- Bobcats live for 12 to 13 years.
VI. ENVIRONMENTAL IMPACT:
- The bobcat commonly switches prey species when preferred food source is unavailable.
- It hunts by sight, smell and hearing; once it has targeted prey, the bobcat sprints after it and must abandon the chase if it lasts more than a few seconds. The bobcat is a very patient hunter — it will wait by the burrow of a small mammal for as long as 45 minutes. It usually tracks prey on the ground but can climb trees; it stalks then pounces and kills with a bite to the neck; it has a 10-foot springing range.
- Bobcats mark their territory by depositing urine or feces and by scratching trees. Territory size is determined by the abundance of prey — the more plentiful the food, the smaller the area needs to be.
- The bobcat has a piercing scream; when threatened, it utters a short, sudden and resonant "cough-bark." It yowls louder and most often during breeding season.
- If the bobcat doesn't consume its prey in one sitting, it covers the prey with branches or ground litter and returns later.
- Bobcats see well in the dark because their eyes have a special light reflector behind the retina.
- They are good swimmers.
VII. POPULATION STATUS:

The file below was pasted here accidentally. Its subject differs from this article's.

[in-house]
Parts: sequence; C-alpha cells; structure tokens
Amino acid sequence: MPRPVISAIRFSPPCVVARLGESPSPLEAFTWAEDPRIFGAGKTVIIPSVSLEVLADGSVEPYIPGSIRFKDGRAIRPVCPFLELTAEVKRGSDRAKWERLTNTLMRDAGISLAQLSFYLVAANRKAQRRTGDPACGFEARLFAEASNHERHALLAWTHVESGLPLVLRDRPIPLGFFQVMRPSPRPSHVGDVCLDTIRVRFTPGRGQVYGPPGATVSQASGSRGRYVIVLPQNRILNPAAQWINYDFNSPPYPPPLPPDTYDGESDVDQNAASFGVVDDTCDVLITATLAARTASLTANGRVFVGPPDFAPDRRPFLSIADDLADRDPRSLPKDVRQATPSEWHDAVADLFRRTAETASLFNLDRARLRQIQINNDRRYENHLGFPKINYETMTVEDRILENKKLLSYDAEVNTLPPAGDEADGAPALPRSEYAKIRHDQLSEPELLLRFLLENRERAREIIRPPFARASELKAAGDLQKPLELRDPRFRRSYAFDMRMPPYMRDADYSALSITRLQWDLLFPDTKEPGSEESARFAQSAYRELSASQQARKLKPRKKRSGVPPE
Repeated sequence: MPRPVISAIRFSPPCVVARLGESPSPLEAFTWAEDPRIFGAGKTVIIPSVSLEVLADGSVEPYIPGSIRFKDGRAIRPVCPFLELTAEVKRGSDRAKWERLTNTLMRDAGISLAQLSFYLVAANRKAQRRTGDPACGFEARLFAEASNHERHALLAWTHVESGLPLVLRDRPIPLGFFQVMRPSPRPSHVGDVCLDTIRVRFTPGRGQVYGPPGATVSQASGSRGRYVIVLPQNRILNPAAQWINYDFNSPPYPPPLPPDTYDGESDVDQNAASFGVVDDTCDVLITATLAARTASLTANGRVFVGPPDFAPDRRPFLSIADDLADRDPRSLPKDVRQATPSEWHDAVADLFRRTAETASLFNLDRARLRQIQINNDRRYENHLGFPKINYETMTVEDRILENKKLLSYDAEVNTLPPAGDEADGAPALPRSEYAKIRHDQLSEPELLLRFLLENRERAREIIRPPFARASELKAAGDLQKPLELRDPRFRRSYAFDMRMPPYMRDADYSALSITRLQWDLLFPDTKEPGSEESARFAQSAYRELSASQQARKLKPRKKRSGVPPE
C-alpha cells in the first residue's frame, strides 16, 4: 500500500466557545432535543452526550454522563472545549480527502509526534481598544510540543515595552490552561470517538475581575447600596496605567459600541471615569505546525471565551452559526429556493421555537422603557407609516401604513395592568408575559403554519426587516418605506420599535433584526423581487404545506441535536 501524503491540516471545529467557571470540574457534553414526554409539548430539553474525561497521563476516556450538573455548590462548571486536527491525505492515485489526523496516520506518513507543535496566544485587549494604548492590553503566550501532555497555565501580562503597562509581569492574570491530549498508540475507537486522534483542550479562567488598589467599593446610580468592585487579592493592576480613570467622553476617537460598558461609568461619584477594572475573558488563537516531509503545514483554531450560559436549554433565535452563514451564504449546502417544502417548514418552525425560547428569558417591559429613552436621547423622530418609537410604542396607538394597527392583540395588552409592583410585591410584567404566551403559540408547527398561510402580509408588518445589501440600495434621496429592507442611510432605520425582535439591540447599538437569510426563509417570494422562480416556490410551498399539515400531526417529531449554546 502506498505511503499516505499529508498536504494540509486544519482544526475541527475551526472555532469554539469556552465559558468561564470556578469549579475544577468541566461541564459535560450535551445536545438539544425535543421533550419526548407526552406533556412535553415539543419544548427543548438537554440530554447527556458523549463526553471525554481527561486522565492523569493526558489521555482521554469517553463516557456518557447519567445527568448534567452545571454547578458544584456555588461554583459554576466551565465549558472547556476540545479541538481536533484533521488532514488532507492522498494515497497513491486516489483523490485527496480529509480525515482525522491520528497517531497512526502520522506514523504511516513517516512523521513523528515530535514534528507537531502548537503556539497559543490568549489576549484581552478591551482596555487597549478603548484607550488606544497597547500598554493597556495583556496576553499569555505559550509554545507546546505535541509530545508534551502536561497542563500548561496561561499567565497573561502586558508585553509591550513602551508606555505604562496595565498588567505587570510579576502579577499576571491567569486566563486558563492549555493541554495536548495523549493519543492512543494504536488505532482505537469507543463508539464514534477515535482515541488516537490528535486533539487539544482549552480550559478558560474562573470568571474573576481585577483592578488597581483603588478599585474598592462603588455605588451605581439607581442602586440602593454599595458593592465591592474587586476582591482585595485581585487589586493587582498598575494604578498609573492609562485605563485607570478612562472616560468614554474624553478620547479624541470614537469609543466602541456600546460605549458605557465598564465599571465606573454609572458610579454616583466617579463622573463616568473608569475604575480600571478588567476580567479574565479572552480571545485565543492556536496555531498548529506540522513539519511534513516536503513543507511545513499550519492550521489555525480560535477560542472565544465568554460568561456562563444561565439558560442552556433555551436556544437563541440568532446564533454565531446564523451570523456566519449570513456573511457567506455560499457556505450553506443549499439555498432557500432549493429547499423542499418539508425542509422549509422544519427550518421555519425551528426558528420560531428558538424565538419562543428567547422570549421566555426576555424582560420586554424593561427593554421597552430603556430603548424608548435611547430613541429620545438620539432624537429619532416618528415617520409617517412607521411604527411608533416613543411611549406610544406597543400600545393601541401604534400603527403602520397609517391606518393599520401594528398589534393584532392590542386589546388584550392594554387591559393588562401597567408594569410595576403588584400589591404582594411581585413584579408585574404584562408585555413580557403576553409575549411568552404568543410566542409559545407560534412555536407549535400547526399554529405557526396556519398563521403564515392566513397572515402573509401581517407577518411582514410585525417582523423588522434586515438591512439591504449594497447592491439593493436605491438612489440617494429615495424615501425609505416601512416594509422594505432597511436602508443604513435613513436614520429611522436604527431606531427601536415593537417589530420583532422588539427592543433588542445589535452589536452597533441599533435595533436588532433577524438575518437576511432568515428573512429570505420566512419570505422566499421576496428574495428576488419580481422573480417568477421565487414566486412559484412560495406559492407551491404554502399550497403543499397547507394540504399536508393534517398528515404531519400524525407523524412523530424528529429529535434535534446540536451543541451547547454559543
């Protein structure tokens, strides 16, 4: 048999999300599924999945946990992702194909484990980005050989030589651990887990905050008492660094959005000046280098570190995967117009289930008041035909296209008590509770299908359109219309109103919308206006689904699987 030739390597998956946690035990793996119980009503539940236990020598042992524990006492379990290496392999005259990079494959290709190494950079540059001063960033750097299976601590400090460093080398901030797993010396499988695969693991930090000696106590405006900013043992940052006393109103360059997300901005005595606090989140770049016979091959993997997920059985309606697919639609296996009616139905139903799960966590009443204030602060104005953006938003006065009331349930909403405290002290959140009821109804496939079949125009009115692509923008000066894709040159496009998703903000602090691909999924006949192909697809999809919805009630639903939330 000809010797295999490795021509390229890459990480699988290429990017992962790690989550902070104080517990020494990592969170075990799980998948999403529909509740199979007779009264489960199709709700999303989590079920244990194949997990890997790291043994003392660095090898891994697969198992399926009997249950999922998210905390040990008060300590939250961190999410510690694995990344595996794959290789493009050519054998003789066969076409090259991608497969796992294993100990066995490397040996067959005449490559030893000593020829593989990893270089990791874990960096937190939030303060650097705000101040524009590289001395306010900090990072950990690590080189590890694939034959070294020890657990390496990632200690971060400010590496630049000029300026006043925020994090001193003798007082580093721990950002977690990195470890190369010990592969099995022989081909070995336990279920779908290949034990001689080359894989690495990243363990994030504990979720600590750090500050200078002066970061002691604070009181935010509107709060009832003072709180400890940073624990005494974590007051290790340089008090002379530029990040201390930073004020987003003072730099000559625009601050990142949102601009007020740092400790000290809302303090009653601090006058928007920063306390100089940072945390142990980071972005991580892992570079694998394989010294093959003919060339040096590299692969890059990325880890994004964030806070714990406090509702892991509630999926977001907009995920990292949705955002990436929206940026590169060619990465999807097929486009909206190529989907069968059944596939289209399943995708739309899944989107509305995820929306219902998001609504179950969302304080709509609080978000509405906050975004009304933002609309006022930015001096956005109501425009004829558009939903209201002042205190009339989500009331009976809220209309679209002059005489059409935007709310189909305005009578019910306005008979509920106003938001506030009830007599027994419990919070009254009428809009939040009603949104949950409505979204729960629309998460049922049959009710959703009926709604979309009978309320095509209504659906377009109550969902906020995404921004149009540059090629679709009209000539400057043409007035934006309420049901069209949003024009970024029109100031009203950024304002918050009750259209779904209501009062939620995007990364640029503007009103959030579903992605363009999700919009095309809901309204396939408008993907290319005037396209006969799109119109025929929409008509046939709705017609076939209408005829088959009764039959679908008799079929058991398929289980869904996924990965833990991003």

- The bobcat plays a vital role in keeping in check the population of rabbits and rodents that destroy cultivated crops and wild flora.
- Bobcats are preyed upon by humans, cougars, coyotes and wolves; foxes and owls may prey on kittens.
VIII. MORE FACTS ABOUT THE BOBCAT:
- The species is not presently threatened, but may become so unless trade is regulated.
- It is Illegal to keep a bobcat as a pet.
- Until 1971, the bobcat was pursued and destroyed as an undesirable predator and could be killed at any time and in any manner. With the international protection of the world's spotted cats, the fur trade turned to bobcat. Almost overnight, bobcat pelts came into prominence as the most desirable and expensive fur that could be taken legally.
- Human disturbance, vehicles and habitat fragmentation threaten the species.
TRACKING THE BOBCAT:
- It is thought that originally bobcats were much larger than at present and have perhaps reduced in size due to the competition with other puma species, so as to take advantage of a different niche in the predatory food chain.
- The bobcat is found only in North America and is the most common wildcat. It gets its name from its stubby "bobbed" tail.
- Decorative-looking hairs on ear tips serve as antennae, increasing the bobcat's ability to hear the slightest sound.
- Scat is in segments, usually containing hair and bones of prey.
- Fore- and hind-prints are about the same size — 2 inches long, slightly longer than wide, with 4 toes and no claw marks.
- Sometimes prints appear to be made by a two-legged animal because the hind feet may overlap — this manner of walking may be an adaptation to stalking, as the bobcat hunts as its travels and can see where to place its forefeet noiselessly, then brings down hind feet on the same spot.